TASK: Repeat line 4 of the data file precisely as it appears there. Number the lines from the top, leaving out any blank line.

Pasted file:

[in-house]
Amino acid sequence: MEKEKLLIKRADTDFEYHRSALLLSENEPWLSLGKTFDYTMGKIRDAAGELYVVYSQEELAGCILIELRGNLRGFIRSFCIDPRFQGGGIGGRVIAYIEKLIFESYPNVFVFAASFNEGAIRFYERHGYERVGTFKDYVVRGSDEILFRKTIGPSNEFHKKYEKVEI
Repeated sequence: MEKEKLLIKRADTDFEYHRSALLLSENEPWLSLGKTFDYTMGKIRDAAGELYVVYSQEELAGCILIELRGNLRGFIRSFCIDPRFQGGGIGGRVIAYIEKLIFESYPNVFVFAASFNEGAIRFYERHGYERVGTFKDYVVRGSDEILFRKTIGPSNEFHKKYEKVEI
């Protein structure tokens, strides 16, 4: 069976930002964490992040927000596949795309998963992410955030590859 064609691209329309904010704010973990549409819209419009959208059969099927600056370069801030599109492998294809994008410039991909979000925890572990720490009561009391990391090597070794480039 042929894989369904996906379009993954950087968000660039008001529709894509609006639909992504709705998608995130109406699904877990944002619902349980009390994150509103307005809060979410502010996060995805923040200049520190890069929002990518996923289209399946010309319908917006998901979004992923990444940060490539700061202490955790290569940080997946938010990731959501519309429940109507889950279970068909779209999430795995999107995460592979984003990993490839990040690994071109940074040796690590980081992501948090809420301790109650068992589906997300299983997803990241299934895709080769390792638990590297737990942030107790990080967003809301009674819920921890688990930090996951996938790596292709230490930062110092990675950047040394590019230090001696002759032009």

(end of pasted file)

């Protein structure tokens, strides 16, 4: 069976930002964490992040927000596949795309998963992410955030590859 064609691209329309904010704010973990549409819209419009959208059969099927600056370069801030599109492998294809994008410039991909979000925890572990720490009561009391990391090597070794480039 042929894989369904996906379009993954950087968000660039008001529709894509609006639909992504709705998608995130109406699904877990944002619902349980009390994150509103307005809060979410502010996060995805923040200049520190890069929002990518996923289209399946010309319908917006998901979004992923990444940060490539700061202490955790290569940080997946938010990731959501519309429940109507889950279970068909779209999430795995999107995460592979984003990993490839990040690994071109940074040796690590980081992501948090809420301790109650068992589906997300299983997803990241299934895709080769390792638990590297737990942030107790990080967003809301009674819920921890688990930090996951996938790596292709230490930062110092990675950047040394590019230090001696002759032009």